I have found that leaving the building at least once a day for 10-15 minutes adds a welcomed change of pace and some fresh air. Even if it is raining, stand under and awing or umbrella.. It may shorten your lunch period, or mean that you have to run to get back for your next class, but, if at all possible, it is important to just GET OUT!

I have also found that being a little bit "silly," even with my most unruly students puts a smile on both of our faces and serves to show that I am not always the bad guy, which makes my days easier in the long run.

I am a strong believer in having fauna in every space where you are confined for an extended period of time. I, personally, enjoy rainforest plants, but even some flowers in a vase can help lift you up. Purify your spirits and the air.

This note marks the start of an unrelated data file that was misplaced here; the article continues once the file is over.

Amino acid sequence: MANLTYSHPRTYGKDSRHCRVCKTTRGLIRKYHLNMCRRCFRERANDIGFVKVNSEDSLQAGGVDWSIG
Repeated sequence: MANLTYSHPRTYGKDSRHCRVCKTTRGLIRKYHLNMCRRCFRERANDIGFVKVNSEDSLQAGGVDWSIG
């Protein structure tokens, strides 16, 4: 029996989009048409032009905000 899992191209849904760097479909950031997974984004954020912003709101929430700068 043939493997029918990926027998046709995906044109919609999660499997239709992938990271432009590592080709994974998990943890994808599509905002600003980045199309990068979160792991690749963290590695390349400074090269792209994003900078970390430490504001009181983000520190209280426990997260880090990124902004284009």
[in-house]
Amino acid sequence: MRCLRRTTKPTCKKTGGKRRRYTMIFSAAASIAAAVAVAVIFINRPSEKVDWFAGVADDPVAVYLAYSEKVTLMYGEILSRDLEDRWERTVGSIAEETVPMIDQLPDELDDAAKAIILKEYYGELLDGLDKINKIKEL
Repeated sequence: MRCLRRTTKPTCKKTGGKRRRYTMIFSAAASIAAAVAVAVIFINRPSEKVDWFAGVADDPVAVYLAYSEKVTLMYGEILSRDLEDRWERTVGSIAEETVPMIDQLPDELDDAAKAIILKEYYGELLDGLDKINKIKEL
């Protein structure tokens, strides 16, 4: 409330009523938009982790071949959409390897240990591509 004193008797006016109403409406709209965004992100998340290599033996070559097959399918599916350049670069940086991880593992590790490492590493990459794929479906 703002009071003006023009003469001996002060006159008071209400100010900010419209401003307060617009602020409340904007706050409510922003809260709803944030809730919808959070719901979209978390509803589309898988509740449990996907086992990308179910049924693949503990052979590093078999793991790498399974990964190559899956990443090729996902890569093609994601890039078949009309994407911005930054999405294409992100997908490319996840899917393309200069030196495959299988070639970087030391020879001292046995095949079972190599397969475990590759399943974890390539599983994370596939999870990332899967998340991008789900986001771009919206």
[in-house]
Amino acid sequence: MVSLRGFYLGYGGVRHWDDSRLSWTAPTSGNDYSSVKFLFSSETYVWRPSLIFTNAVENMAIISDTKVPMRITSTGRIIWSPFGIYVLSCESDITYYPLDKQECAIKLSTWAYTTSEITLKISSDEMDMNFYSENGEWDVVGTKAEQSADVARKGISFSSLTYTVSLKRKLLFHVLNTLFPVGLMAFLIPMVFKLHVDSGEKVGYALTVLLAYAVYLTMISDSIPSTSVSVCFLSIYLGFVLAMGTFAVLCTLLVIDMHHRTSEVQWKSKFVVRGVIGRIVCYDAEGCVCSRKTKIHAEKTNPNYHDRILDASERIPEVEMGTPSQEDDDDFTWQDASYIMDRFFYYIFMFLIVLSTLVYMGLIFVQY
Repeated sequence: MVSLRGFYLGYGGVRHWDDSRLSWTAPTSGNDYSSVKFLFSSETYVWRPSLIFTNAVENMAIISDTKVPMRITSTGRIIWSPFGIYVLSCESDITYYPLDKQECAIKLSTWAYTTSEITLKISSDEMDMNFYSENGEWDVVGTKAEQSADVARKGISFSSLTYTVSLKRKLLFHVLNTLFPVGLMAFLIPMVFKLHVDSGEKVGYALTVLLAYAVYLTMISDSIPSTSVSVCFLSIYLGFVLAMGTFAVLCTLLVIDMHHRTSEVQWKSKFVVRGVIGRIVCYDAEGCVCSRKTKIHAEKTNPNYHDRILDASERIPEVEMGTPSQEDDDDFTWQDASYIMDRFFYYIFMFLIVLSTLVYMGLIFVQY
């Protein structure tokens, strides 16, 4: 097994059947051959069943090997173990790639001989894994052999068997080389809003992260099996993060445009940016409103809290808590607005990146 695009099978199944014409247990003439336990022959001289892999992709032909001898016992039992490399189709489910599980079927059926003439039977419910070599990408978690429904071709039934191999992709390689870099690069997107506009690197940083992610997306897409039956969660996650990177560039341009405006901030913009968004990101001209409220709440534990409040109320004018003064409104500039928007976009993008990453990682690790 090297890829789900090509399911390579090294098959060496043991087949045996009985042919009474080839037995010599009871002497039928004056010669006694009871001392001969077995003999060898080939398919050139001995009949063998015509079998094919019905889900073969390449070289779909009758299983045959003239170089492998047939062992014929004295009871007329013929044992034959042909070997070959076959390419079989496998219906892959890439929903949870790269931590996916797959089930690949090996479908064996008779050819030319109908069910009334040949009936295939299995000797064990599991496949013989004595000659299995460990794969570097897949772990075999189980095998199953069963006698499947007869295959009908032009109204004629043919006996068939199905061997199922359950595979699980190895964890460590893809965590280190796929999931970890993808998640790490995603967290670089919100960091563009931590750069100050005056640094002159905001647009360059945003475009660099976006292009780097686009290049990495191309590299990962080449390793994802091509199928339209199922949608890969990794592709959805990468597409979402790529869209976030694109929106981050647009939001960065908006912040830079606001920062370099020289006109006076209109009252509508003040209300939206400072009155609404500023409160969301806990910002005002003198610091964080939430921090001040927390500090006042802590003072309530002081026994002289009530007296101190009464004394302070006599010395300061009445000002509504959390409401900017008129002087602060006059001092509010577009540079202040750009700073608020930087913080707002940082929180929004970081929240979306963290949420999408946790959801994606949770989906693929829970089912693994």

Doughtery's reccomendation on the "outer order to experience inner calm" is key. You may not always feel overwhealmed by cramped and unsightly spaces, but it is playing a part in overall stress and unease.

margaret 's picture
Anonymous (not verified)

A good friend told me this trick for having a good day ... when getting ready in the morning, consciously look at yourself in the mirror. Smile a big smile and say, " Today is going to be a good day. I am going to do my very best and my best will be good enough. I am going to enjoy my day."
This simple statement can help you begin each day with a positive mental attitude - and that can see you through quite a bit!
I love the idea of touching each piece of paper just once - now, to do it!

Robert Ruff's picture
Anonymous (not verified)